Sunday, June 27, 2010

Stelvio Massi's Mark il poliziotto (1975)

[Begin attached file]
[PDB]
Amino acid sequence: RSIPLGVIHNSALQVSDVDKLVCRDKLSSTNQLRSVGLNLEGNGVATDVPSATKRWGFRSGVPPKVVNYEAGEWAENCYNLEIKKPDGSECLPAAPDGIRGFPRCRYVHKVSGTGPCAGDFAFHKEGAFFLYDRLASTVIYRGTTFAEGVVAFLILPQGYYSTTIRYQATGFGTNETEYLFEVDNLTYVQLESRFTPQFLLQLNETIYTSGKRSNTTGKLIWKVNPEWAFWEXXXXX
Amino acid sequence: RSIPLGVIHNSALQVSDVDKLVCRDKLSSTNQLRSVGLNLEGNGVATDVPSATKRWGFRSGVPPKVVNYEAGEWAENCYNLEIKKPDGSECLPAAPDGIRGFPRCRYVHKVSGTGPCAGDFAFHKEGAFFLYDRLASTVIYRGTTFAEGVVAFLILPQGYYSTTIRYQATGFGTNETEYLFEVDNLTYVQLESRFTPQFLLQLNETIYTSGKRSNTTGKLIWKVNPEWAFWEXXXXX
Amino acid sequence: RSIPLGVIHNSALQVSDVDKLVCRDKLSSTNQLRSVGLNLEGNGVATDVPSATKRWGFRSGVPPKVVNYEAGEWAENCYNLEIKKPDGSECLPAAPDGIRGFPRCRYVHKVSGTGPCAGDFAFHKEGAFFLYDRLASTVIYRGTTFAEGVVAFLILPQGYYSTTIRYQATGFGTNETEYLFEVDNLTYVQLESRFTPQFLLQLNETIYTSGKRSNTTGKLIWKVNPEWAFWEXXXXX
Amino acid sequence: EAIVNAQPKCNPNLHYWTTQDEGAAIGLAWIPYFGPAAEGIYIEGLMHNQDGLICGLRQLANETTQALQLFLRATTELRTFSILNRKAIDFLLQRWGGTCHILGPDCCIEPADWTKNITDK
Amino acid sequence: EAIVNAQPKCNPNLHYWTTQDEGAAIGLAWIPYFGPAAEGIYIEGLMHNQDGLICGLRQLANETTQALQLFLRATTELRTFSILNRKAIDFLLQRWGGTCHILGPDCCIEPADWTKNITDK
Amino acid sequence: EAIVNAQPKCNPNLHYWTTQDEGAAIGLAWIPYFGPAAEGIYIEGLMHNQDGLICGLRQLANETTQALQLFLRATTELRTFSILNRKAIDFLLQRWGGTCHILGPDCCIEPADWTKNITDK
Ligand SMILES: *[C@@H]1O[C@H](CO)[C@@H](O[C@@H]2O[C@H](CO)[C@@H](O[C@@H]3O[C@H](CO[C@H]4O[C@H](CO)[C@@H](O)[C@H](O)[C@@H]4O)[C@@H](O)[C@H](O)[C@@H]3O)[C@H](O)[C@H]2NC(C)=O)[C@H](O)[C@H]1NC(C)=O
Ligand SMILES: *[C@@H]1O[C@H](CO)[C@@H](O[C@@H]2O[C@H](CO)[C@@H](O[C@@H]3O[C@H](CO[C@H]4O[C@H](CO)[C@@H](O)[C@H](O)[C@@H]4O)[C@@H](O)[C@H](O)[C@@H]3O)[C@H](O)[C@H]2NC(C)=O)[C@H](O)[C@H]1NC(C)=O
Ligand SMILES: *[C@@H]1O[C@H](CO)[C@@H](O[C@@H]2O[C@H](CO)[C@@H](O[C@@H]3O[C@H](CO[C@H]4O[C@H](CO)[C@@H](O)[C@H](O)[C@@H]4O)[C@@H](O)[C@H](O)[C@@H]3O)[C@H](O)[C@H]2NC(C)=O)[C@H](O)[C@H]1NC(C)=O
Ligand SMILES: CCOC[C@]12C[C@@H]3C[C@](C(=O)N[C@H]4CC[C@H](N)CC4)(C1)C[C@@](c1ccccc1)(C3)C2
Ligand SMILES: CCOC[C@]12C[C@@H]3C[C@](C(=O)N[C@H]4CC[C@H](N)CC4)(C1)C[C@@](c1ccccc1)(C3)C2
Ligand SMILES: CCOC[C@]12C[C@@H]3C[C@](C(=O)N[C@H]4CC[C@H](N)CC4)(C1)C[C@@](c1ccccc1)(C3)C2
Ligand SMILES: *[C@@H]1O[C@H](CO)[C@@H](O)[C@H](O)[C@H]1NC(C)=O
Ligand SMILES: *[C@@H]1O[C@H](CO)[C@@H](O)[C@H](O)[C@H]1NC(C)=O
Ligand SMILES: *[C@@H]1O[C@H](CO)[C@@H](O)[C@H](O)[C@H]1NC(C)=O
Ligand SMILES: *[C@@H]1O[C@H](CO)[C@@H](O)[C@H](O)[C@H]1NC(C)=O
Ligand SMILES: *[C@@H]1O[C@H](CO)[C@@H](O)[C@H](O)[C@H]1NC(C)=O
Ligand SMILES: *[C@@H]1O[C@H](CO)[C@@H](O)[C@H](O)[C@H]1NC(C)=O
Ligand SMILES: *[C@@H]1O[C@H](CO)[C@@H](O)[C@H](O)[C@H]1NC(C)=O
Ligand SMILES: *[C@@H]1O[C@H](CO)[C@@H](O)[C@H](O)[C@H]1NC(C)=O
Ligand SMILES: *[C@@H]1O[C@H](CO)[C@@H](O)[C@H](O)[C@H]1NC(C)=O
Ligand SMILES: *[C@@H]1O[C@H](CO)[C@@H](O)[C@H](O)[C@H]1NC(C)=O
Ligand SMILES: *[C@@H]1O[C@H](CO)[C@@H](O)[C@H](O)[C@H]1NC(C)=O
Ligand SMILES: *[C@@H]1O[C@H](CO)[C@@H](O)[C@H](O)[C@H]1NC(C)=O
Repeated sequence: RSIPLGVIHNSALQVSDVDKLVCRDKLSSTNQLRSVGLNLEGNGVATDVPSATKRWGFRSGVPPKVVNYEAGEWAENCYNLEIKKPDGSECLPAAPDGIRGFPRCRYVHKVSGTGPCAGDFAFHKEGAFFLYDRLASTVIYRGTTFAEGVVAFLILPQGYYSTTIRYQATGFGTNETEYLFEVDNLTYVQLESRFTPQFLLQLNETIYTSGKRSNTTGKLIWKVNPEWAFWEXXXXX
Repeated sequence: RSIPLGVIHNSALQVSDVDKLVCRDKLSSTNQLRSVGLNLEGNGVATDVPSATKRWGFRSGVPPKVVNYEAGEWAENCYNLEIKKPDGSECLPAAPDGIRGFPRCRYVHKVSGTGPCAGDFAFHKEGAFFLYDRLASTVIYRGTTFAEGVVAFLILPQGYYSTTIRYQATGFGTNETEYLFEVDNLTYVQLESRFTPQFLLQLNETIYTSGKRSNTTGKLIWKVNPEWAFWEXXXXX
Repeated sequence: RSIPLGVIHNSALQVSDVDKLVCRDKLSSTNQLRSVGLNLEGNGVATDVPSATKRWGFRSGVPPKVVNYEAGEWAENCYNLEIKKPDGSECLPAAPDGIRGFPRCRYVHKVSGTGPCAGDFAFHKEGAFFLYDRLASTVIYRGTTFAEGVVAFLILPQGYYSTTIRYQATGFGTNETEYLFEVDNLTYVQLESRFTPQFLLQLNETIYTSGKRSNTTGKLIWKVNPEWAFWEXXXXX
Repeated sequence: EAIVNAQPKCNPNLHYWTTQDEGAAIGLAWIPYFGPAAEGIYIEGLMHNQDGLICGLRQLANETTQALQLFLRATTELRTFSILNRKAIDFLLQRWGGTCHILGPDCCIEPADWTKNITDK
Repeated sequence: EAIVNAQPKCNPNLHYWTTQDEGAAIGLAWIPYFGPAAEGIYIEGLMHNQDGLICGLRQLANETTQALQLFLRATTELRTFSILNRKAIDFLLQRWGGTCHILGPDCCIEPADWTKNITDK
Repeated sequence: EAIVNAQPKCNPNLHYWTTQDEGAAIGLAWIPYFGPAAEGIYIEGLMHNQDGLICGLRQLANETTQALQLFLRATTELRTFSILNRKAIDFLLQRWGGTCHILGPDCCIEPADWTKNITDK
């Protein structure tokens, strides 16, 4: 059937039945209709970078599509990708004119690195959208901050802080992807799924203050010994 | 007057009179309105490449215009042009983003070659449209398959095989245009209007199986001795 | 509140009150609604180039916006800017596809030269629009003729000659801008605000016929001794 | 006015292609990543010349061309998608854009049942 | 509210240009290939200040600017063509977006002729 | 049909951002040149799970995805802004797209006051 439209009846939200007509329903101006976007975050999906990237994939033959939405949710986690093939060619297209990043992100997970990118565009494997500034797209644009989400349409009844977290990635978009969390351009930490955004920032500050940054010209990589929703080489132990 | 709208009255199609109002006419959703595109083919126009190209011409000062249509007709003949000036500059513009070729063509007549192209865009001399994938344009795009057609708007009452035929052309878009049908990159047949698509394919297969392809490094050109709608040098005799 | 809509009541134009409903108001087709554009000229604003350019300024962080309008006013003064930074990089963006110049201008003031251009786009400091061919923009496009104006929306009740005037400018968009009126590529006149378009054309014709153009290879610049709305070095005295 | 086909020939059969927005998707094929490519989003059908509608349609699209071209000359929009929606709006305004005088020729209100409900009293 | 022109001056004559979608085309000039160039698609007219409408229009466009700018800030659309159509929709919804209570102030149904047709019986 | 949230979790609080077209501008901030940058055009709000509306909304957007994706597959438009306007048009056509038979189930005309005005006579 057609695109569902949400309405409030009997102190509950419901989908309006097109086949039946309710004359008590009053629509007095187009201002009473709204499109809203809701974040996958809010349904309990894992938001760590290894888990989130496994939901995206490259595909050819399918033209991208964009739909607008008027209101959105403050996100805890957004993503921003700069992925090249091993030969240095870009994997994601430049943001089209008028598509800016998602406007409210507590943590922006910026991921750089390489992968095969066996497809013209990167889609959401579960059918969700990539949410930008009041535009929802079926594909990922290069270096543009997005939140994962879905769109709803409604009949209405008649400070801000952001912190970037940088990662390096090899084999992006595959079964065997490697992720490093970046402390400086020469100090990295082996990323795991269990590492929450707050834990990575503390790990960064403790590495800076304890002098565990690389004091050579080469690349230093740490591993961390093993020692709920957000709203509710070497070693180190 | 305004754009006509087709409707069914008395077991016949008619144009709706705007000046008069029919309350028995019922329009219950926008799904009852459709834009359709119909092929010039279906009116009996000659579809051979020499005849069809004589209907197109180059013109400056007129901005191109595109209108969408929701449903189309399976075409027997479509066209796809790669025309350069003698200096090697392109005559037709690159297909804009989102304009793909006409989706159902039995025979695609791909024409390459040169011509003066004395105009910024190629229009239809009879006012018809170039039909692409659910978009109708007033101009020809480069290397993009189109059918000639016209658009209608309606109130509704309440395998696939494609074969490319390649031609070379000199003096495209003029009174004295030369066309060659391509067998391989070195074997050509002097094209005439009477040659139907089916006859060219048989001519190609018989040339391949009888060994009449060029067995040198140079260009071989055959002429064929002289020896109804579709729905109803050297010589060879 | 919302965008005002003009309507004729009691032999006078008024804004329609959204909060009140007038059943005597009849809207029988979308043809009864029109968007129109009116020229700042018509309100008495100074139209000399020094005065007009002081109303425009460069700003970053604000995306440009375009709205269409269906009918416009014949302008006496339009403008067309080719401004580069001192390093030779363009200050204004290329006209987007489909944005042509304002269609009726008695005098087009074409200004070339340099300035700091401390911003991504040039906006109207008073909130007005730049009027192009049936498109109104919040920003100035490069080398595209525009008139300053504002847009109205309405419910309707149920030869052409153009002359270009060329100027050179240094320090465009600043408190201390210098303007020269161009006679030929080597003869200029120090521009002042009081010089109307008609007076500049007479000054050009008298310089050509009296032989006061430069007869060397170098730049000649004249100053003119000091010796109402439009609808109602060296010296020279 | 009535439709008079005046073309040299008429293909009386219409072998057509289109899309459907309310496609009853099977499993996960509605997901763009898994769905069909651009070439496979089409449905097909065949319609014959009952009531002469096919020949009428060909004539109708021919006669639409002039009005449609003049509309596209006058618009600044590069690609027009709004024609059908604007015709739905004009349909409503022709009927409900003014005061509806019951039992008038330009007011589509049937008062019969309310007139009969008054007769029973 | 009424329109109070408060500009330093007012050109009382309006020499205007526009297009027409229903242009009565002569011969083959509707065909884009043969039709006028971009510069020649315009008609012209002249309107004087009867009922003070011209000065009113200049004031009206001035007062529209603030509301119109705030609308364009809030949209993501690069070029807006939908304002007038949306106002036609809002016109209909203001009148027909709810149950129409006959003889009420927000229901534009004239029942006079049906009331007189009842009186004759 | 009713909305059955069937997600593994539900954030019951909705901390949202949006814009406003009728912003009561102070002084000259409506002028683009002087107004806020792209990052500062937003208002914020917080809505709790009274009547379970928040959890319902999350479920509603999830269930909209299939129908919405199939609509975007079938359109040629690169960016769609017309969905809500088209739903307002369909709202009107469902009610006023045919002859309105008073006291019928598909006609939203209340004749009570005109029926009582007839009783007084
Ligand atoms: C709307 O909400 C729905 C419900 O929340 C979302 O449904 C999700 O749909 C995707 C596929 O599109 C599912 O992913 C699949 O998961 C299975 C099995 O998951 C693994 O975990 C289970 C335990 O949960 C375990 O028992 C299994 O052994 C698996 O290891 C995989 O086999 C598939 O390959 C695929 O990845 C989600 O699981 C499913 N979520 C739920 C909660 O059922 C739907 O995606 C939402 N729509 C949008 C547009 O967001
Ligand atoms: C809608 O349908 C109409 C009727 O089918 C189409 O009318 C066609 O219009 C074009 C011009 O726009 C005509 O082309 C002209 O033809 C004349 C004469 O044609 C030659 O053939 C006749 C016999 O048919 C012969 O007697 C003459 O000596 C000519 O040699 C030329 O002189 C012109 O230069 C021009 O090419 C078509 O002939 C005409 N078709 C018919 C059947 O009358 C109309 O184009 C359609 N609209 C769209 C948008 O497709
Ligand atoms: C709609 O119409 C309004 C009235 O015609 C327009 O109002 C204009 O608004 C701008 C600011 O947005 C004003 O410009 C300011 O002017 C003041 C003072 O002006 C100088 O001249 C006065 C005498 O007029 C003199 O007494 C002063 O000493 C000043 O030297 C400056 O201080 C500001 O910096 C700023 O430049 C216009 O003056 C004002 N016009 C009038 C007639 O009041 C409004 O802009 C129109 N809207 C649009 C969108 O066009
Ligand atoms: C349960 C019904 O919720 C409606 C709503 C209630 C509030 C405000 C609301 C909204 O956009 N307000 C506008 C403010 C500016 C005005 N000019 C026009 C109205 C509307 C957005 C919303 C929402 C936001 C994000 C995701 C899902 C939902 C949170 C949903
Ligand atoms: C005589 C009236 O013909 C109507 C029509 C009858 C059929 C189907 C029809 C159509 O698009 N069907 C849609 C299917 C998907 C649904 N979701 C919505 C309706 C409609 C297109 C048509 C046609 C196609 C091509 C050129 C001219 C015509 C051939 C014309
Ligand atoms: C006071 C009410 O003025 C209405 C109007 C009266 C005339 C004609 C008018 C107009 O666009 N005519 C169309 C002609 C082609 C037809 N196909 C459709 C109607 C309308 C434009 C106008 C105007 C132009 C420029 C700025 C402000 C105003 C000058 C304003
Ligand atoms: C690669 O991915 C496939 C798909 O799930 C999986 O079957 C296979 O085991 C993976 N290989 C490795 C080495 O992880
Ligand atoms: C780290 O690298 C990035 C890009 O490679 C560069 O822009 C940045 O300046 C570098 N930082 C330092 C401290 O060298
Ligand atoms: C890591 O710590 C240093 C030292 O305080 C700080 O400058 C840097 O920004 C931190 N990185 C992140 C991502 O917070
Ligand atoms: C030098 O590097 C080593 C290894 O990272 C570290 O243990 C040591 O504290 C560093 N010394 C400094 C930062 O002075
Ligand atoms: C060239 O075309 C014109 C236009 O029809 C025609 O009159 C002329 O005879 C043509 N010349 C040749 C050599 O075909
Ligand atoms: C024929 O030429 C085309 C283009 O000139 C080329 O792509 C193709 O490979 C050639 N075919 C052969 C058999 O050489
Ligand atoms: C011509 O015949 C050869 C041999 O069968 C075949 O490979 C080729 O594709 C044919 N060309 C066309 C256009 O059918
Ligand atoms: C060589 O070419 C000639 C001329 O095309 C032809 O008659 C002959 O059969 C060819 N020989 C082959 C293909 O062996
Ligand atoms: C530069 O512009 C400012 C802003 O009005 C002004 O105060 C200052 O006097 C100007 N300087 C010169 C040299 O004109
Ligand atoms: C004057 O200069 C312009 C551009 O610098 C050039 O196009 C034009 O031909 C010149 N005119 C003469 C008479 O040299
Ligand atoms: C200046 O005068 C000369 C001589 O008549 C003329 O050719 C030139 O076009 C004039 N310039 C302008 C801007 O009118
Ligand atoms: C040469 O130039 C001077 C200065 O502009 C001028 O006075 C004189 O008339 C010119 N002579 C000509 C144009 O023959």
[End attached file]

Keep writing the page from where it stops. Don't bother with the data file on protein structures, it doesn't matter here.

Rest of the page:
Franco Gasparri is Inspector Mark Terzi, a narcotics officer who works in Milan. Mark knows the streets and its inhabitants, like the drug addicts, the thieves, and the drug peddlers, very well; and knows what is fueling the street crime is not coming from within. A well-organized, well-connected, and well-financed syndicate is bringing the drugs into Milan, and Mark has targeted wealthy and influential businessman, Benzi (Lee J. Cobb), as the source. Lacking any evidence at all connecting Benzi to the Milan drug trade, "Mark the Narc" is not deterred: bureaucracy, corruption, and procedural laws might get in his way, but Mark has his good looks, determination, and his .44 Magnum. Cue Stelvio Cipriani's funky jazz score in Stelvio Massi's Mark il poliziotto (1975).